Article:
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Re: [vox] [OT] Learning to program
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Re: [vox] [OT] Learning to program



On Mon, Aug 26, 2002 at 12:13:25AM -0700, Peter Jay Salzman wrote:
> begin Matthew Johnson <matthew@psychohorse.com> 
> > On Sunday 25 August 2002 13:38, Micah Cowan wrote:
> > > matthew johnson writes:
> > >  > Found that very interesting too :).
> > >  >
> > >  > Thanks for sharing!
> > >  >
> > >  > To learn to programming, which is the best way? I'm an OK learner by
> > >  > myself, but not the best (find it better and easier to have a teacher
> > >  > who knows his or her stuff to ask the annoying questions to).
> > >
> > > It's cheapest to learn on your own - but effective *only* with the
> > > proper materials. You may find it best to do this, and have people on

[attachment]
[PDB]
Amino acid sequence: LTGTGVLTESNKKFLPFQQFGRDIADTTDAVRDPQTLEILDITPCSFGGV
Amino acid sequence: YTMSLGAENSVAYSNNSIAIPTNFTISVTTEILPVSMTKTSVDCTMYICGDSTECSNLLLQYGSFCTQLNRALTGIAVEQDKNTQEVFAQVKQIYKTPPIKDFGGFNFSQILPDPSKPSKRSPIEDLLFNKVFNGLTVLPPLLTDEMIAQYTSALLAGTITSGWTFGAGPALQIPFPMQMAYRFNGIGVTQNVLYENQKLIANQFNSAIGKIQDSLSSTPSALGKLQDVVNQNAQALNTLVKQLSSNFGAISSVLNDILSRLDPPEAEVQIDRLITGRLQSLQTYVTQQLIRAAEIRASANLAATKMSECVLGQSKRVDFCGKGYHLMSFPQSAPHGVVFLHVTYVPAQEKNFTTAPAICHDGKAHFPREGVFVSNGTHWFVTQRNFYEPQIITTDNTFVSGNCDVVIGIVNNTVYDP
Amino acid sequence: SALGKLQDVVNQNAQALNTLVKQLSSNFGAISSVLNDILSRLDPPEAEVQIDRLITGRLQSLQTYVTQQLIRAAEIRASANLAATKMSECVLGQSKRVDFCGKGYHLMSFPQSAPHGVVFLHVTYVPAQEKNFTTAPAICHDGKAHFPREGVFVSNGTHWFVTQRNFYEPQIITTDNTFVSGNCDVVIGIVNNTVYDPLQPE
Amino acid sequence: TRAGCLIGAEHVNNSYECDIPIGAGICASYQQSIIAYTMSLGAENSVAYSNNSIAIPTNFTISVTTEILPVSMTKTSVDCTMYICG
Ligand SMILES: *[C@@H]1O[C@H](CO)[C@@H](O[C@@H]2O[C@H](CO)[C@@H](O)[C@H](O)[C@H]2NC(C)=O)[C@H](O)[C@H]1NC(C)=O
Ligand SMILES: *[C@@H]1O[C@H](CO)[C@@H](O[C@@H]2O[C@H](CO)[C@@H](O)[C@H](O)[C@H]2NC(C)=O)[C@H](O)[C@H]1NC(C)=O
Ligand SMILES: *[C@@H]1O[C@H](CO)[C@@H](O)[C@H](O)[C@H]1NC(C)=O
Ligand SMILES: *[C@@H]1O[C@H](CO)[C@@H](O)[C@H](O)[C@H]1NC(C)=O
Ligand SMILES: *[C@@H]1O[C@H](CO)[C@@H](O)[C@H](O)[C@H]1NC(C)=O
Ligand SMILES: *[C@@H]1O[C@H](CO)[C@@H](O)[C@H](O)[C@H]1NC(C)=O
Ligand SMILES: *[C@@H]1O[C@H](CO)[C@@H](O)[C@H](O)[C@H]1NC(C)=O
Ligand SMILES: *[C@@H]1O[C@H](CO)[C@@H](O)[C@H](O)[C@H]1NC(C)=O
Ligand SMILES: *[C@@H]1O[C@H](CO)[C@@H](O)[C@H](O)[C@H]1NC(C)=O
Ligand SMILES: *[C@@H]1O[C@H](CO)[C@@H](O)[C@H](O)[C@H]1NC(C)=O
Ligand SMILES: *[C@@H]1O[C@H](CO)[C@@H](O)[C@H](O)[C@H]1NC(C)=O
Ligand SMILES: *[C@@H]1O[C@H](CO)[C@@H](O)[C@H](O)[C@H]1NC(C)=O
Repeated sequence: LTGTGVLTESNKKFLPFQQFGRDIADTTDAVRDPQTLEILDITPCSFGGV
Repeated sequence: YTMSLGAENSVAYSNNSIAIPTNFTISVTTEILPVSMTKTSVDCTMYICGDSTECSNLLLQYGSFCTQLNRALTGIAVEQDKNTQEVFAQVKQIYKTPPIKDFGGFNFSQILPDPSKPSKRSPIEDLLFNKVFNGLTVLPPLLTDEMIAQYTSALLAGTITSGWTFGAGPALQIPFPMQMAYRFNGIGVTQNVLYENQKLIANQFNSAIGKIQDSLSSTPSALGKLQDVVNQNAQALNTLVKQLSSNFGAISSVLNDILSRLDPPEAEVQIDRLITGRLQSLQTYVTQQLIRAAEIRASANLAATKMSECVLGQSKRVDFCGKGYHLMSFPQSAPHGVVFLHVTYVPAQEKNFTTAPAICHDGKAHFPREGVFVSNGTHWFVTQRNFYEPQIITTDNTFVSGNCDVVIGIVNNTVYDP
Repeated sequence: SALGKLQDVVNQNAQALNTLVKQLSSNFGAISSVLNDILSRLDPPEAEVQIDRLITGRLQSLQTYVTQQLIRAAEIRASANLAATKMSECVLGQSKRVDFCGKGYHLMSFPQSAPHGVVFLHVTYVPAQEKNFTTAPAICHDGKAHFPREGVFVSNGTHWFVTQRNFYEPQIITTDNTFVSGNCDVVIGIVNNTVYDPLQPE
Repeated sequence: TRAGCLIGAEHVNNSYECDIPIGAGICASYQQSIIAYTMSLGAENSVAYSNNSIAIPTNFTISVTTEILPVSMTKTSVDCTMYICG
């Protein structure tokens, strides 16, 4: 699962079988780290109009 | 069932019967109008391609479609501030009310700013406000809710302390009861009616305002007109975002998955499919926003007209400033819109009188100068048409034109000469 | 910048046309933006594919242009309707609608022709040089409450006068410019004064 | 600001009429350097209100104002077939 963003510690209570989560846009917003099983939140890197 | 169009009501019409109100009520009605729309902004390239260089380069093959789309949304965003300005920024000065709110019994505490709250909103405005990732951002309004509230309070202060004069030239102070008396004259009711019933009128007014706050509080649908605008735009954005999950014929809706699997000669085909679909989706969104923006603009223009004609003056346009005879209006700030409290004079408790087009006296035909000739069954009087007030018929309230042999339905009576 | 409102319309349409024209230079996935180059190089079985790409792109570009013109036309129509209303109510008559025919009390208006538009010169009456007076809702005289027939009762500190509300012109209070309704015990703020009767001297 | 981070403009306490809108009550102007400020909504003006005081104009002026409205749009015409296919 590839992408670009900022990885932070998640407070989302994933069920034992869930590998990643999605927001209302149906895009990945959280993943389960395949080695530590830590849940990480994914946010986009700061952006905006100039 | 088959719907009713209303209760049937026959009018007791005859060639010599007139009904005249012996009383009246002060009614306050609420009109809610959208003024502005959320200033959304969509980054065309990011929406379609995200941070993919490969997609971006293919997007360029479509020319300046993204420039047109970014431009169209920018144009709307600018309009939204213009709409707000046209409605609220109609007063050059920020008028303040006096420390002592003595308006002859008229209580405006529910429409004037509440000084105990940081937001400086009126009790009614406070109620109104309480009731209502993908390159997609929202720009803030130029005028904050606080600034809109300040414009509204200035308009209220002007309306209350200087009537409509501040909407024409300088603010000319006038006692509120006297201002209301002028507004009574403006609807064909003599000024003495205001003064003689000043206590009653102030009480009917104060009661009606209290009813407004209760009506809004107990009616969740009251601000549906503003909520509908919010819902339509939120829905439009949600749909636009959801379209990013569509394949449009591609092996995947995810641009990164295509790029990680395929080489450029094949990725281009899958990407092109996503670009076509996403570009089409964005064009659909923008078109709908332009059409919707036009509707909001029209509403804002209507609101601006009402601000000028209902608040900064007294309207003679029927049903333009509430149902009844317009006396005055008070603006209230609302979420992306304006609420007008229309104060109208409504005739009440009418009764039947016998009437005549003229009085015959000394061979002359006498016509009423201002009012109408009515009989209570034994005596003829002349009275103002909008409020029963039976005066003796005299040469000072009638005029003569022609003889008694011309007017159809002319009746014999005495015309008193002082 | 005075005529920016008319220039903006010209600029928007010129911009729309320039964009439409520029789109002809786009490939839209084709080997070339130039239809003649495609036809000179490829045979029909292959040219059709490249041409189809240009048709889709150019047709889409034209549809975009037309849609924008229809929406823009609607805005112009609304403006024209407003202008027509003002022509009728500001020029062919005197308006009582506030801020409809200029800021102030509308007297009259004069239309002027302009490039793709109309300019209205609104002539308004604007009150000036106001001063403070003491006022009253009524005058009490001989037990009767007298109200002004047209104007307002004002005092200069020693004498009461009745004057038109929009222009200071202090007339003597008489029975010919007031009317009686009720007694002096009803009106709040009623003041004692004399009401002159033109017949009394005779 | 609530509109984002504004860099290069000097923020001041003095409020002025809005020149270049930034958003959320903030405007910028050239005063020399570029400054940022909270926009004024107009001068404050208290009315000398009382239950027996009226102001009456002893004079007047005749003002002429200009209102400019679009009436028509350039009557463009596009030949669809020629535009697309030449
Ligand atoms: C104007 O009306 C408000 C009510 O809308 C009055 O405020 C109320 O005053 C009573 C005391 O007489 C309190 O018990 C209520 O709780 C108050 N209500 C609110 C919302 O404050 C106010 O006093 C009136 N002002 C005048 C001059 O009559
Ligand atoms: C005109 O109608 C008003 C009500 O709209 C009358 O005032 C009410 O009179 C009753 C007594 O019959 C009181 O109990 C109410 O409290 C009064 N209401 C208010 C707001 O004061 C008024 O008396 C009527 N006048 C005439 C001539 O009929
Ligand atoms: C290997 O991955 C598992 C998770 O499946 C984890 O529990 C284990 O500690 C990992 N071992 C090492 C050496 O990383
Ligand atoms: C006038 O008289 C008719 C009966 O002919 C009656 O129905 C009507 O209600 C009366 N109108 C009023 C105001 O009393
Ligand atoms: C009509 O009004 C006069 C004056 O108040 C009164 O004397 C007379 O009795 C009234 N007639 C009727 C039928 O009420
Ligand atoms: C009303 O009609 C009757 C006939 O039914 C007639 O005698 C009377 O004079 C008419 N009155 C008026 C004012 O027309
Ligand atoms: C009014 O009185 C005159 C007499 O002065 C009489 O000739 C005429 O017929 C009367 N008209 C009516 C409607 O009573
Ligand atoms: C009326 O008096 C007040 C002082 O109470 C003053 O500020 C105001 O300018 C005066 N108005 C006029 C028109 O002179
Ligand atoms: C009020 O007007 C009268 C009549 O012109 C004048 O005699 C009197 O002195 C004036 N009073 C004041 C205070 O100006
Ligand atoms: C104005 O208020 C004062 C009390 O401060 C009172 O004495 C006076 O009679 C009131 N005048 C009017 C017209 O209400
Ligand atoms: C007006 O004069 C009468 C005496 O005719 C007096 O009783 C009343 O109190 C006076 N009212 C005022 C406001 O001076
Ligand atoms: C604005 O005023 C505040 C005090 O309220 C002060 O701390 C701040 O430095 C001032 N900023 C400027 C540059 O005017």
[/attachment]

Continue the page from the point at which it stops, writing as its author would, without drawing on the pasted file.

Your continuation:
> > > hand who are knowledgeable for just answering questions.
> > >
> > 
> > Sounds great, but how does that compare to someone who learnt to program 
> > whilst studying as part of a degree? I did try one of those courses that you 
> > can sign up just to do programming, but it lacked any real depth, plus they 
> > kept going over the same ground again and again (how many times can you write 
> > the same program in class, sure glad I emigrated out of there before getting 
> > hit with a large bill lol) . 
>  
> i guess i'm the poster child for doing it yourself.  never took a CS
> class in my life.

When would a tree data structure be better than a hashed data structure?
It is possible that you know, but that may not be the case of everyone
that teaches themselves to program.  There is more to programming then
getting something to work, selecting the right algorithms and making
the right design decisions early in the development can avoid starting 
good portions of your code from scratch because they don't scale.

To be fair, many people that do the minimum to graduate from a CS 
program may be no better off than someone that applies themselves to
a self taught course.  That an some things are a function of programming